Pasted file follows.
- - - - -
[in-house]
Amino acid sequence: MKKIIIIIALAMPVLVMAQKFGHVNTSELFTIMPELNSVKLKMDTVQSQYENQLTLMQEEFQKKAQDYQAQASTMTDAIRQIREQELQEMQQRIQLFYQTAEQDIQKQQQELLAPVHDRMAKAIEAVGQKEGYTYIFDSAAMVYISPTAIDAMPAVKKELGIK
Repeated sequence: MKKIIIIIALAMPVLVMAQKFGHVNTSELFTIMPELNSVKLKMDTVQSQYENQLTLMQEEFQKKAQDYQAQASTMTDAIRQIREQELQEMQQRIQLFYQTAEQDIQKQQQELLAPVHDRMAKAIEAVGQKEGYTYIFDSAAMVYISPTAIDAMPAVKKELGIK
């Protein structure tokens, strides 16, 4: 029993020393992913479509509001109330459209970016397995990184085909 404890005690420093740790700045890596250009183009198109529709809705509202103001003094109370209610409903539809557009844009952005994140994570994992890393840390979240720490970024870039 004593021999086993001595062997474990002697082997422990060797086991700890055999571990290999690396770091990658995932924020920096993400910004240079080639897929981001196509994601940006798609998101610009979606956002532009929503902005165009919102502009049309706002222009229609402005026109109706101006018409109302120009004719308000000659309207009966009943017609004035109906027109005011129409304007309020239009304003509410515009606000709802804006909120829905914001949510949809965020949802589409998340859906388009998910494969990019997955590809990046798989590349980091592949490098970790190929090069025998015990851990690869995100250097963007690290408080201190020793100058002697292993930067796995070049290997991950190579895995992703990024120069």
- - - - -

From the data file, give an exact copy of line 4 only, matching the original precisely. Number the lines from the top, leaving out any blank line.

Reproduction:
């Protein structure tokens, strides 16, 4: 029993020393992913479509509001109330459209970016397995990184085909 404890005690420093740790700045890596250009183009198109529709809705509202103001003094109370209610409903539809557009844009952005994140994570994992890393840390979240720490970024870039 004593021999086993001595062997474990002697082997422990060797086991700890055999571990290999690396770091990658995932924020920096993400910004240079080639897929981001196509994601940006798609998101610009979606956002532009929503902005165009919102502009049309706002222009229609402005026109109706101006018409109302120009004719308000000659309207009966009943017609004035109906027109005011129409304007309020239009304003509410515009606000709802804006909120829905914001949510949809965020949802589409998340859906388009998910494969990019997955590809990046798989590349980091592949490098970790190929090069025998015990851990690869995100250097963007690290408080201190020793100058002697292993930067796995070049290997991950190579895995992703990024120069």